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Monday, December 29, 2014

The Angel Connection

      



       On Christmas Eve my family attended a Presbyterian Church service where the pastor surprised me by speaking about angels. Three large sets of white angel wings, trimmed with gold garland, were hung over the altar that was decorated with the usual poinsettias and wreaths. Angels play an important role in the Christmas story, so why was I surprised? 

       Just a few years ago this same pastor stated that she wouldn't wear angel jewelry because a focus on angels distracts people from their relationship with God. And while angels are mentioned in the Bible numerous times, this is the first time I recall them being the topic of a sermon. The pastor had been inspired by a children's book about angels written by a friend of hers, and she encouraged the congregation, children and adults alike, to be open to the angelic messages we might receive.

       I believe in angels because I have heard so many wonderful stories of their appearances, and because they are acknowledged in many world religions. Angels are divine beings who help to create a sense of oneness among people of different cultures and faiths. 

       Roman Catholics tend to place more importance on angels than members of Protestant churches. "Angels in Catholicism are intermediaries between God and humans. In addition to their role as servants and messengers, angels are also attendants to God's throne. Catholic theology outlines a hierarchy of nine choirs of angels divided into three groups: Seraphim, Cherubim and Thrones; Dominations, Virtues and Powers; Principalities, Archangels and Angels."(BeliefNet.com/Inspiration

       Most Protestants share the belief that angels are messengers from God who also offer guidance, protection, and assistance. Protestants are warned not to pray to angels the way Catholics do, but I'll bet a lot of Protestants have broken that rule since angels have become so popular in recent years. 

       Buddhists believe in celestial beings, also known as devas. In Tibetan Buddhism devas are sometimes considered to be emanations of bodhisattvas or enlightened beings. Different schools of Buddhism have different important devas, as they are often derived from pre-Buddhist cultures and religions and not from Buddhist philosophy. (BeliefNet.com/Inspiration

       Hindus do not refer to angels, but they do believe in various spiritual beings who act as divine messengers. These include the minor gods, or devas, a name that means "shiining ones." As the pastor pointed out on Christmas Eve, the angels are clothed in light, so "shining ones" is an appropriate name for them!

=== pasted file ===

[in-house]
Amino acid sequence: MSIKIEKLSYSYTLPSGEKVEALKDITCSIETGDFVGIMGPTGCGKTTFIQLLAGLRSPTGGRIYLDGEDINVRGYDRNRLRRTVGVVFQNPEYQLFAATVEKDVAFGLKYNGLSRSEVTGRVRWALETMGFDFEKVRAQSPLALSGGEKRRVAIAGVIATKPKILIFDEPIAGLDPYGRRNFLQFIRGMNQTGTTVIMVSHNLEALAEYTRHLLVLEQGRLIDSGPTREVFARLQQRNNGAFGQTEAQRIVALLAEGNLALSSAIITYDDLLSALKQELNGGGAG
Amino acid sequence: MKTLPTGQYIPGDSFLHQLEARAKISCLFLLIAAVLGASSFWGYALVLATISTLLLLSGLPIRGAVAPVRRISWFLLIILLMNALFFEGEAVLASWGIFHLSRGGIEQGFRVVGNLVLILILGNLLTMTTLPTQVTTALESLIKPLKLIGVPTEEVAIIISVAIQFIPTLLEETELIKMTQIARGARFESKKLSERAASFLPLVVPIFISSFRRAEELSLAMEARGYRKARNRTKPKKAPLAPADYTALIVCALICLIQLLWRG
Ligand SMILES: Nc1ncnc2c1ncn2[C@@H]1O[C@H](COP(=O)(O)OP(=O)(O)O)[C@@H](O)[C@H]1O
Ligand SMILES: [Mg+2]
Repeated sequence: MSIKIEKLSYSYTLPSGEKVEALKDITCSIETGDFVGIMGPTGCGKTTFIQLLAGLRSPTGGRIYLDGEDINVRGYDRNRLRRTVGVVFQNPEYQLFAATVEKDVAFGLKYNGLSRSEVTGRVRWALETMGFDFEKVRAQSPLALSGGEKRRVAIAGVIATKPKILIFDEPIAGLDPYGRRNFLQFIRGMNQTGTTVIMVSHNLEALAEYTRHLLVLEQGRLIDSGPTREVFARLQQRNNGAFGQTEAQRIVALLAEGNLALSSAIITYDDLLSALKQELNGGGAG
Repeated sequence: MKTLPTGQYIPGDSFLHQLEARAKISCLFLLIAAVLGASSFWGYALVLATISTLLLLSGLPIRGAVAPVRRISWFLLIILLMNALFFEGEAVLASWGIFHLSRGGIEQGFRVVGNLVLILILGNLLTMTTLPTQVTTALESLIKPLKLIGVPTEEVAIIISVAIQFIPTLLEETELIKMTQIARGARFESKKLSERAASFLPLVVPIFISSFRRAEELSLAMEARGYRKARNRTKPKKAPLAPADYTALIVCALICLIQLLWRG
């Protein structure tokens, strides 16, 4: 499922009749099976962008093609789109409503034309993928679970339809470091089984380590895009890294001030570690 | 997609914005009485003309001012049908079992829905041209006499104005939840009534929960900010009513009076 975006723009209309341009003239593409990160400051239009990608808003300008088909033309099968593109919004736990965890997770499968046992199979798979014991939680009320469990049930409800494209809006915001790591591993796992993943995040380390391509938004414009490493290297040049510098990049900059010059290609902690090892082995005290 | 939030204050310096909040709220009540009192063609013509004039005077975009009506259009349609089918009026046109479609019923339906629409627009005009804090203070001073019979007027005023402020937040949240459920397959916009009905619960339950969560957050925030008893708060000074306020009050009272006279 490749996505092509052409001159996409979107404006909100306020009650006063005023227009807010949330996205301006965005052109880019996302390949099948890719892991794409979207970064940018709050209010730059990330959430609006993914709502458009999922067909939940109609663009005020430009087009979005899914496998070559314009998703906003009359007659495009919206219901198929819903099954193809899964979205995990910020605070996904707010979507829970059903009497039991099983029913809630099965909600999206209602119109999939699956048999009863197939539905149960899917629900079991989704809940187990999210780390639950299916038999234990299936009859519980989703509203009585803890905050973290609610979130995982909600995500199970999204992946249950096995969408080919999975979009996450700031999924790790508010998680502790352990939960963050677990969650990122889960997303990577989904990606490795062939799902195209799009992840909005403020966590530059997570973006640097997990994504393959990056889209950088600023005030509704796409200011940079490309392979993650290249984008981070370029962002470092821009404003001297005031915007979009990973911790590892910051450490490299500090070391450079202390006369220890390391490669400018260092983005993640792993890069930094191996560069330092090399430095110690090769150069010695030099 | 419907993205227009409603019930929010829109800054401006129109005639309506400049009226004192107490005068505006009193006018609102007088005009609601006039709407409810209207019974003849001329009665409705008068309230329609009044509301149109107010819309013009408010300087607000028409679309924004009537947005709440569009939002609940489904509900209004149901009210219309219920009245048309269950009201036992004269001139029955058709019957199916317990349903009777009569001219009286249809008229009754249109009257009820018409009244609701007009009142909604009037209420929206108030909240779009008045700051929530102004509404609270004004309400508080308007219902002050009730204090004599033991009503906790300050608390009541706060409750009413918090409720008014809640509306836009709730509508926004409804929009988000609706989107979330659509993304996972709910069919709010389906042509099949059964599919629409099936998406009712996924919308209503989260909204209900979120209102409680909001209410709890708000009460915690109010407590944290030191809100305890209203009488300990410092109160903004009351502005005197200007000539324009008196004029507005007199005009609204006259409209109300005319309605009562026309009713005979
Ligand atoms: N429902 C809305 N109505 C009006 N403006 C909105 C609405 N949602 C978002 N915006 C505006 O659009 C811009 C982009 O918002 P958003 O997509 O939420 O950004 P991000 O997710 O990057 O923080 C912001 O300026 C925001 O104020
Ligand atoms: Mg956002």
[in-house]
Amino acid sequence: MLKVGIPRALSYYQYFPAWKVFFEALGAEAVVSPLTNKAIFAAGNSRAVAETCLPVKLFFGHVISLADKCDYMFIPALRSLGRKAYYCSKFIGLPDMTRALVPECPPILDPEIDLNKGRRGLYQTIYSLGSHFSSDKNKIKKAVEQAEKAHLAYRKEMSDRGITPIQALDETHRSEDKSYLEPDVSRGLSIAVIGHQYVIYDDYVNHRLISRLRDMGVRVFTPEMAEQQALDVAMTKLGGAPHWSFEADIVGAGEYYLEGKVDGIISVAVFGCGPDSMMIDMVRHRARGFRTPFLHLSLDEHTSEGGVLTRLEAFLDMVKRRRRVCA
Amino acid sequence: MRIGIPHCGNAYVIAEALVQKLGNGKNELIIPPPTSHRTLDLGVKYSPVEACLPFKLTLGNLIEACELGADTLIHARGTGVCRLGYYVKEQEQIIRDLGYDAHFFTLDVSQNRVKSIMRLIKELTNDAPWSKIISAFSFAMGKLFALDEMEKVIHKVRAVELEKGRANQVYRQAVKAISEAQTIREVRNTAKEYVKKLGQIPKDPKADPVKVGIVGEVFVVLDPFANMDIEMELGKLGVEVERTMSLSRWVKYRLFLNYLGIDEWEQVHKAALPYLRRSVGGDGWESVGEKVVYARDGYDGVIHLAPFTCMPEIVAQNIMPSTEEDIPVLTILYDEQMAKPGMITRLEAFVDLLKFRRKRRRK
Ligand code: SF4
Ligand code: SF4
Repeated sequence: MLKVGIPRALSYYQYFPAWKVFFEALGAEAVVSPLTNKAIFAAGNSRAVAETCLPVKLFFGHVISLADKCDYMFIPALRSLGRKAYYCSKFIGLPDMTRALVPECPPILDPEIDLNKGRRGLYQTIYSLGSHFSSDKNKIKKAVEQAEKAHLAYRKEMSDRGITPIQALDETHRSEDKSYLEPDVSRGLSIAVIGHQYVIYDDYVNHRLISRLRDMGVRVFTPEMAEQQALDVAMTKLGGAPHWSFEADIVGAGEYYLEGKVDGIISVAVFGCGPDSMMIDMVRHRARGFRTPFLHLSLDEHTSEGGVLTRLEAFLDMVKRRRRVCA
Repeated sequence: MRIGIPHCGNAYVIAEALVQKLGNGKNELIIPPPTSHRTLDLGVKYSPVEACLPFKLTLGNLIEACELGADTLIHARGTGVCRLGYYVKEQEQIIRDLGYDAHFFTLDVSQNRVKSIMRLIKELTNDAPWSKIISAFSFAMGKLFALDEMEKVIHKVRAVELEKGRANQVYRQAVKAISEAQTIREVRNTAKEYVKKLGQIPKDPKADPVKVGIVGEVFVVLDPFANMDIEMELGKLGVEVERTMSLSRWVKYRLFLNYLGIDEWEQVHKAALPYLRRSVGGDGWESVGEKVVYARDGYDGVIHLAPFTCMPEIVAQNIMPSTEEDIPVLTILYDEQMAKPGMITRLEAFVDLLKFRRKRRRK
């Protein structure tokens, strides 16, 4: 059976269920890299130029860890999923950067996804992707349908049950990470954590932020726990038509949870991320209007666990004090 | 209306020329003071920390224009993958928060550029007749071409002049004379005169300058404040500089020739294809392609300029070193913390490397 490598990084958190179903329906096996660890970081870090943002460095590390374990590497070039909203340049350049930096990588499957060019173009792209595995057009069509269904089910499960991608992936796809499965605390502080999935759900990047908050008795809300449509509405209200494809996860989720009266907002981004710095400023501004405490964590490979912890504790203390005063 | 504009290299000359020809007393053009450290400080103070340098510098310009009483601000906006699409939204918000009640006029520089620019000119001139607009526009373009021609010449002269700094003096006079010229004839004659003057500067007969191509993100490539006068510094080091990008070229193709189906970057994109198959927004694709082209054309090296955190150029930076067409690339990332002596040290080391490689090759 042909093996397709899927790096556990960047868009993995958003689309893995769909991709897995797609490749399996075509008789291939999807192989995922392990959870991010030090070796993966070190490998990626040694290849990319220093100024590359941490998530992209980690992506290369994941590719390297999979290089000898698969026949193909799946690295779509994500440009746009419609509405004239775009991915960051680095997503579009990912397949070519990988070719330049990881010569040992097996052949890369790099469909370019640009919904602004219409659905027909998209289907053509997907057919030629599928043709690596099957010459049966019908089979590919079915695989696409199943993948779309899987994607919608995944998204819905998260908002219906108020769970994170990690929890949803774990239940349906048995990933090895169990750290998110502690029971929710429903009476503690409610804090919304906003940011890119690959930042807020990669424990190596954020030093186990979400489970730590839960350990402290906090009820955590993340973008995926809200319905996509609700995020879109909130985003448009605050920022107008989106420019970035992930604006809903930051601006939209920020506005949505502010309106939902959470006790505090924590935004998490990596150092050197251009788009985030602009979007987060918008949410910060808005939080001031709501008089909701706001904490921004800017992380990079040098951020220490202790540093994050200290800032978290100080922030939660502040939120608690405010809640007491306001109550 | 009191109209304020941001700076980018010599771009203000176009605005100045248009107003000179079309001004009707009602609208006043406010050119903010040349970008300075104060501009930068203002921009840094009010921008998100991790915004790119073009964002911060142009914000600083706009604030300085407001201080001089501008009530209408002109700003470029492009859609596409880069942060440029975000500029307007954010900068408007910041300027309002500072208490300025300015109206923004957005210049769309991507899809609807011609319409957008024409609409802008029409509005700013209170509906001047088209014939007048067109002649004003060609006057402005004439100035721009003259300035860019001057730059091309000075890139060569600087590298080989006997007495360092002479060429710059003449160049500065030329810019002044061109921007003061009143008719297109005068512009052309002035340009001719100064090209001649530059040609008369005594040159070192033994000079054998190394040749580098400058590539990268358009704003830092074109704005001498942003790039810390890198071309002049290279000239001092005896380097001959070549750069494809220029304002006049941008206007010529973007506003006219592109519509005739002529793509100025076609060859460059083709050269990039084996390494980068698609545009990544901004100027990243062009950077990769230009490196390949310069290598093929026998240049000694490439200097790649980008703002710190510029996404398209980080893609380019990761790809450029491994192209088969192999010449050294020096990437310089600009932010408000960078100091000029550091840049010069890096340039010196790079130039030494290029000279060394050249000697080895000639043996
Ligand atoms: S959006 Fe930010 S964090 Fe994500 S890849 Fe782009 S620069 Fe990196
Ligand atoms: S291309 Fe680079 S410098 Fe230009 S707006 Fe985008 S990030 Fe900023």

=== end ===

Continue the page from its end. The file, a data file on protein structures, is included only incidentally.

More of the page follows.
Angels in Islam, or malaikah, play an essential role as messengers and intermediaries from Allah to the world, beginning with the angel Jabrai'il (Gabriel) who revealed the Qur’an, Islam's holy book, to the Prophet Muhammad. Gabriel was also one of the seven archangels in Hebrew tradition. He appears in both the Hebrew and Christian Scriptures 
where he serves as the announcer of the births of John to Zechariah and Jesus to Mary. The Archangel Gabriel symbolizes the Oneness of these three major religions by his important role in each one. 

       I have met many non-religious people who believe in angels even though they don't believe in much else. Angels are the divine representatives that connect people in a common belief while also maintaining the bridge between heaven and earth. 

Sunday, December 7, 2014

Giving Circles

Dining for Women Pot Luck Dinner

Otsego County is home to a great many generous citizens who are always looking for ways to lend a helping hand to people in need. In recent years the concept of giving circles has provided new opportunities for some of these citizens to make a positive difference in the lives of the unfortunate.

A giving circle consists of a group of people, small or large, who get together socially and pool their resources to fund a single charity. Two giving circles in Oneonta are Dining for Women and 100+ Women Who Care Otsego. Both groups came into being as the result of women reading inspirational books. 

In 2010 Eve Rabbiner read Half the Sky: Turning Oppression into Opportunity for Women Worldwide, by Nicholas D. Kristof and Sheryl WuDunn and felt inspired to do something to help women and children who live in extreme poverty in developing countries. Rabbiner contacted some friends who got together and researched ways to educate people about this issue and raise funds for groups that work to make a difference. Rabbiner’s friends became the core committee for the Oneonta chapter of Dining for Women, a national organization that offers a way to meet their goals.